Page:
Join the President of Ukraine (2005-2010), Viktor Yushchenko, and First Lady Kateryna Yushchenko for a discussion about modern Ukrainian society - its people and their values - with emphasis on international cooperation in science, culture and education, and in particular the participation of Ukrainian int

Event Information

Date & Time
October 4, 2013 - 2:00pm to 3:30pm
Location
Clark Library, Seminar Room, Second Floor Hatcher Library
Location Information
Event Type
Discussion

Janice Bluestein Longone Culinary Archive

Special Collections Library
Harlan Hatcher Graduate Library
913 S. University Avenue
Ann Arbor, MI 48109-1190
(734) 764-9377 (p)

A collection of American culinary history: cookbooks and other materials from the 16th through the 20th century

We are not just what we eat, but how we eat — not to mention when, where and with whom. Cookbooks, menus, advertisements, manuals of table etiquette and the like may not be written to preserve the history of everyday life, but that’s exactly what they do.

And this is what makes the library’s Janice Bluestein Longone Culinary Archive so valuable. Containing more than 15,000 items, it paints a rich and unique portrait of American life over the centuries.

“On one level, the collection is about what people cooked and ate — but that’s just a doorway to explore how people saw themselves and their neighbors,” says collection curator JJ Jacobson.

Through the culinary archive one can explore changing attitudes towards diet and health, homemaking, commercial dining and the industrialization of food production. It also reveals historical ideas about race, class, and gender.

“This is the kind of history that’s not concerned so much with empires, kings and battles, but with where the wheat comes from, how the bread is made, how different ethnic groups interact, and what culture tells women and men they should be like,” Jacobson adds.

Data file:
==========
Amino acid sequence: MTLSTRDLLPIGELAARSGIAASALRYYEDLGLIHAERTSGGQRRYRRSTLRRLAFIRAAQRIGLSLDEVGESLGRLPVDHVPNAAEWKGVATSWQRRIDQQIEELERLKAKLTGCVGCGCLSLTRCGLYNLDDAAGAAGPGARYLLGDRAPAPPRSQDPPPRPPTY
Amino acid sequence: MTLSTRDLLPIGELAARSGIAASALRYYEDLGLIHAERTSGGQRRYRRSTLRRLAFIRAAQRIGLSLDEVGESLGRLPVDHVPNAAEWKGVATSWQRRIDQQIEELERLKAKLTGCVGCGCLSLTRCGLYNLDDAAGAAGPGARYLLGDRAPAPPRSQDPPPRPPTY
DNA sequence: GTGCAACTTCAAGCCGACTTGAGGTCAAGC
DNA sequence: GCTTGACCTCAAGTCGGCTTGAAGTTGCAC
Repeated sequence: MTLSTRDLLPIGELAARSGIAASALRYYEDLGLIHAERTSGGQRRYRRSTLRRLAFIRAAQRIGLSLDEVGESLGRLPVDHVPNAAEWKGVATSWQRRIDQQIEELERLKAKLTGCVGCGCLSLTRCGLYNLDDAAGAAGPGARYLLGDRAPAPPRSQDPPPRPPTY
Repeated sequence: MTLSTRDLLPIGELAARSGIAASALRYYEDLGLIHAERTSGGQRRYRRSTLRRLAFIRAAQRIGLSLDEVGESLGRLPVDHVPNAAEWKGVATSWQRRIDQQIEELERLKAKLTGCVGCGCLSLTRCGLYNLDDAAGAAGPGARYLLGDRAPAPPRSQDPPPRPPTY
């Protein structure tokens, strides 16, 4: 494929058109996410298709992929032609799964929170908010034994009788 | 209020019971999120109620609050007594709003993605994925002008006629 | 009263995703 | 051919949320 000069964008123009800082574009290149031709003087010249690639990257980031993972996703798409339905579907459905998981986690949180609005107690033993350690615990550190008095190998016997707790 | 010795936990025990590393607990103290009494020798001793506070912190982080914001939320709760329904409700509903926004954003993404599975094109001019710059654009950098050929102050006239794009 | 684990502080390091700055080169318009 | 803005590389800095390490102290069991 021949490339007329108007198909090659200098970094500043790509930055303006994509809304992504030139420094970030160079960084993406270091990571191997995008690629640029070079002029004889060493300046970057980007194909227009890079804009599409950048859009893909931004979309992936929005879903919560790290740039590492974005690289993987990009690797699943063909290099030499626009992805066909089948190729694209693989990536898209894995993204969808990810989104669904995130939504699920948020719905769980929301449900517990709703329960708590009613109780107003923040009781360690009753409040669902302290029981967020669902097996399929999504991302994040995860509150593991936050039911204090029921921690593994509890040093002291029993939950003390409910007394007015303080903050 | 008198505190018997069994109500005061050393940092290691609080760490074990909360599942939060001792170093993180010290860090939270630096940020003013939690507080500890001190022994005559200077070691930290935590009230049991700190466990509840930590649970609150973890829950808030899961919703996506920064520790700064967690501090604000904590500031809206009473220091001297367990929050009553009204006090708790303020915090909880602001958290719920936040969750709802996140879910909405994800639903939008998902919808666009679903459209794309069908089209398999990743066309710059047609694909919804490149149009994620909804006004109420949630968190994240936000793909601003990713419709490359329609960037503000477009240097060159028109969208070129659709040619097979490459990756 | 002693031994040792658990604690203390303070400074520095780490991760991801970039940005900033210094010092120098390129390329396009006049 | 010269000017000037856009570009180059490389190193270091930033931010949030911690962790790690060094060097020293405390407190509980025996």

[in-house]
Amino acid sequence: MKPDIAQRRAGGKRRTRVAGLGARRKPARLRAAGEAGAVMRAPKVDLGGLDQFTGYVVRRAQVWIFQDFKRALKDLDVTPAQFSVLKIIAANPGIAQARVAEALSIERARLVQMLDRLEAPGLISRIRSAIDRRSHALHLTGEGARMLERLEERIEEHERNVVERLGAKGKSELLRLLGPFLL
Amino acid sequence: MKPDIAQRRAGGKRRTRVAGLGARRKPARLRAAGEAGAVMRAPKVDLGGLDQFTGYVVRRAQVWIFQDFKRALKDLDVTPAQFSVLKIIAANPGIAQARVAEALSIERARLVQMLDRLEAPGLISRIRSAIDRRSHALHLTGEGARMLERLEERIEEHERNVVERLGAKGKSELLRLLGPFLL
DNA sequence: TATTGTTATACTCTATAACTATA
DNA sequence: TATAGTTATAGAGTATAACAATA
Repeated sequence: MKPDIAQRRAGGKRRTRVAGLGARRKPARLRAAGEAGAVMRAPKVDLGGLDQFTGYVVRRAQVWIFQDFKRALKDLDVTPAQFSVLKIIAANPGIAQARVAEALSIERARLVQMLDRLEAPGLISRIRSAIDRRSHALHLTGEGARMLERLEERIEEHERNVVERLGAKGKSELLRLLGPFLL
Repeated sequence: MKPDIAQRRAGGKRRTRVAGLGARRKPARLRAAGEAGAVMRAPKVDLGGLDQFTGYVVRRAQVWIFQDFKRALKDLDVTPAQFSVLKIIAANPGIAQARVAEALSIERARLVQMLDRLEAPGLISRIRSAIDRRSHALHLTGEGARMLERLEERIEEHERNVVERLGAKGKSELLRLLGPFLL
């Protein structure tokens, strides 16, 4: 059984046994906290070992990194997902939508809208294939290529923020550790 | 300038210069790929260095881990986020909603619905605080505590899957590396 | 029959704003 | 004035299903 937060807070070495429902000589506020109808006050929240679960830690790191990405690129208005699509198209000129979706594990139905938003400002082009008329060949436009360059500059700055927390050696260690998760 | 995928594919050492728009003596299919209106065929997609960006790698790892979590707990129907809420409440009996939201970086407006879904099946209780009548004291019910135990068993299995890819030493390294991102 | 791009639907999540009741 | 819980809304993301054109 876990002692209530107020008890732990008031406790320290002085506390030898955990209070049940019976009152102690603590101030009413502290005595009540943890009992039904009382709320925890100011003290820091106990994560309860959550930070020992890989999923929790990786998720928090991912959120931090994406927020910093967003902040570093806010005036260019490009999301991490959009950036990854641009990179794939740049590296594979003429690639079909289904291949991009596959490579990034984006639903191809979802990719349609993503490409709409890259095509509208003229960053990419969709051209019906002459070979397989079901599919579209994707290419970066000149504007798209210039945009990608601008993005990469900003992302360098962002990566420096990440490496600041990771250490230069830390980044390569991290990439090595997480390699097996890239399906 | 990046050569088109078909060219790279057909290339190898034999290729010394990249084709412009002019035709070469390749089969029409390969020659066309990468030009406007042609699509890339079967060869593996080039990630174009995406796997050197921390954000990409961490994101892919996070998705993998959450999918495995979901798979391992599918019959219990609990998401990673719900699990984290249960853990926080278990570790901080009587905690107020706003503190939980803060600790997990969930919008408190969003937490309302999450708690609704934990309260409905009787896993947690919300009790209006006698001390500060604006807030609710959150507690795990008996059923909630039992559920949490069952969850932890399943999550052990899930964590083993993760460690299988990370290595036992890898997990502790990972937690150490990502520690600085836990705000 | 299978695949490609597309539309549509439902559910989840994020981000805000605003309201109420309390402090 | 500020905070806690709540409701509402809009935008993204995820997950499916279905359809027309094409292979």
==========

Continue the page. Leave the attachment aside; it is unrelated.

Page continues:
And food continues to be an important part of our culture — contemporary discussions about organic produce, fast food, Atkins and other diet fads, concentrated feed lots, vending machines in schools and the merits of vegetarianism all stem from historical contexts chronicled in the archive.

The collection is shaped by the donation of a rich assemblage of cookbooks, menus, and other material collected over many years by Jan Longone, an adjunct curator in the U-M Special Collections Library, and her husband Dan.

Not so long ago, even the concept of American culinary history was met with skepticism.

“[Critics] said America had no cuisine or culinary history to speak of; all we ate were hamburgers,” Jan Longone wrote of attitudes at an Oxford University food symposium in the 1980s. Yet today the archive is recognized as a premier collection for the study of American culture as it relates to food and home life.

Writing in the Boston Globe, renowned chef James Beard called an exhibit of works from the collection “an unequaled feat of culinary scholarship.”

“Not all the cookbooks are good cookbooks, but they are all interesting and the authors, mainly women, were an amazing group who did a great deal to influence American history,” Beard wrote in the 1984 column.

And the collection has only continued to grow and evolve since then. Formerly held at U-M’s William L. Clements Library, it was transferred to the U-M Library in 2013 where its potential for teaching and scholarship can be fully realized.

Page maintained by JJ Jacobson
Last modified: 03/19/2014